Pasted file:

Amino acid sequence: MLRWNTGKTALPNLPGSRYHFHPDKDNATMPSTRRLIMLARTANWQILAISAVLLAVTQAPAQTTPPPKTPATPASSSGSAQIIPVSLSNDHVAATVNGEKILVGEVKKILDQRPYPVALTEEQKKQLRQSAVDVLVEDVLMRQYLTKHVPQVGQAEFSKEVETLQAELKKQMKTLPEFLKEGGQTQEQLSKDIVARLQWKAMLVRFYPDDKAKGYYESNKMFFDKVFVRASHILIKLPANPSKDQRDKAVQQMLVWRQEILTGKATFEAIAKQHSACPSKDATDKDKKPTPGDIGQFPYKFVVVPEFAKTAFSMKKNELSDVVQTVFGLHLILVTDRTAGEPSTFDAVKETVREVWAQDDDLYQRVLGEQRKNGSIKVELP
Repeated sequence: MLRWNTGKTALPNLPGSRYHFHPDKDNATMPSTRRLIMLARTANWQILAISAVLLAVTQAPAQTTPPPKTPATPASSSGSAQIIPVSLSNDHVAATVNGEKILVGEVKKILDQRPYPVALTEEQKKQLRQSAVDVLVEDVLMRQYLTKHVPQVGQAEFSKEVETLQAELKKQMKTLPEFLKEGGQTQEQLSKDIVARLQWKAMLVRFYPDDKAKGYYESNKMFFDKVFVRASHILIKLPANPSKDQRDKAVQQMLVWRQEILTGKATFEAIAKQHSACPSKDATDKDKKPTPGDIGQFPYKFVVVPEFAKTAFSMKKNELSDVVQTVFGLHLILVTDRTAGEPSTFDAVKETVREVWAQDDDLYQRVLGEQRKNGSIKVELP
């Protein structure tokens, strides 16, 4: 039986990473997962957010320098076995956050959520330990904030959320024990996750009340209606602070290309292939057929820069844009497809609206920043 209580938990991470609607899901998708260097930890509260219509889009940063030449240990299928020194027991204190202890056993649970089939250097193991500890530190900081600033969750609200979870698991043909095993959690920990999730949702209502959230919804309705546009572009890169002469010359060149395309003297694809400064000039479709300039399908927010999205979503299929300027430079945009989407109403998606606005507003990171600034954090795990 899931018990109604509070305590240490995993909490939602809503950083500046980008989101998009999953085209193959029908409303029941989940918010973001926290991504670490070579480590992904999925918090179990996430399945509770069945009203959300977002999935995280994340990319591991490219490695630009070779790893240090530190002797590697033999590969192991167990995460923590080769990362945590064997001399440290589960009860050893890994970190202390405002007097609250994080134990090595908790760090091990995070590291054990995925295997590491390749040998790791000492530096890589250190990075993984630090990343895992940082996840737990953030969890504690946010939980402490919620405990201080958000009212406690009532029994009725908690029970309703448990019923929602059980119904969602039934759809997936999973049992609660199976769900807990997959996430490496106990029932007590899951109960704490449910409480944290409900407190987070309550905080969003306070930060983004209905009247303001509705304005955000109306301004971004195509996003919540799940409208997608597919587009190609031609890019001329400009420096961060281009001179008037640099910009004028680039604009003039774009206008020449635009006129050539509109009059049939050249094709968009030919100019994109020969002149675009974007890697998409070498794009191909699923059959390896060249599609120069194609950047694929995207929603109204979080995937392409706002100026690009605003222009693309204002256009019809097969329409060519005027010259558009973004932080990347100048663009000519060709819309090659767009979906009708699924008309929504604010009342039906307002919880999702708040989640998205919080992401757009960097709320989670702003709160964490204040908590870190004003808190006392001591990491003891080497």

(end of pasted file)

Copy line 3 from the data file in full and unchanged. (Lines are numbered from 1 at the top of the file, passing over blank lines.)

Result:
């Protein structure tokens, strides 16, 4: 039986990473997962957010320098076995956050959520330990904030959320024990996750009340209606602070290309292939057929820069844009497809609206920043 209580938990991470609607899901998708260097930890509260219509889009940063030449240990299928020194027991204190202890056993649970089939250097193991500890530190900081600033969750609200979870698991043909095993959690920990999730949702209502959230919804309705546009572009890169002469010359060149395309003297694809400064000039479709300039399908927010999205979503299929300027430079945009989407109403998606606005507003990171600034954090795990 899931018990109604509070305590240490995993909490939602809503950083500046980008989101998009999953085209193959029908409303029941989940918010973001926290991504670490070579480590992904999925918090179990996430399945509770069945009203959300977002999935995280994340990319591991490219490695630009070779790893240090530190002797590697033999590969192991167990995460923590080769990362945590064997001399440290589960009860050893890994970190202390405002007097609250994080134990090595908790760090091990995070590291054990995925295997590491390749040998790791000492530096890589250190990075993984630090990343895992940082996840737990953030969890504690946010939980402490919620405990201080958000009212406690009532029994009725908690029970309703448990019923929602059980119904969602039934759809997936999973049992609660199976769900807990997959996430490496106990029932007590899951109960704490449910409480944290409900407190987070309550905080969003306070930060983004209905009247303001509705304005955000109306301004971004195509996003919540799940409208997608597919587009190609031609890019001329400009420096961060281009001179008037640099910009004028680039604009003039774009206008020449635009006129050539509109009059049939050249094709968009030919100019994109020969002149675009974007890697998409070498794009191909699923059959390896060249599609120069194609950047694929995207929603109204979080995937392409706002100026690009605003222009693309204002256009019809097969329409060519005027010259558009973004932080990347100048663009000519060709819309090659767009979906009708699924008309929504604010009342039906307002919880999702708040989640998205919080992401757009960097709320989670702003709160964490204040908590870190004003808190006392001591990491003891080497």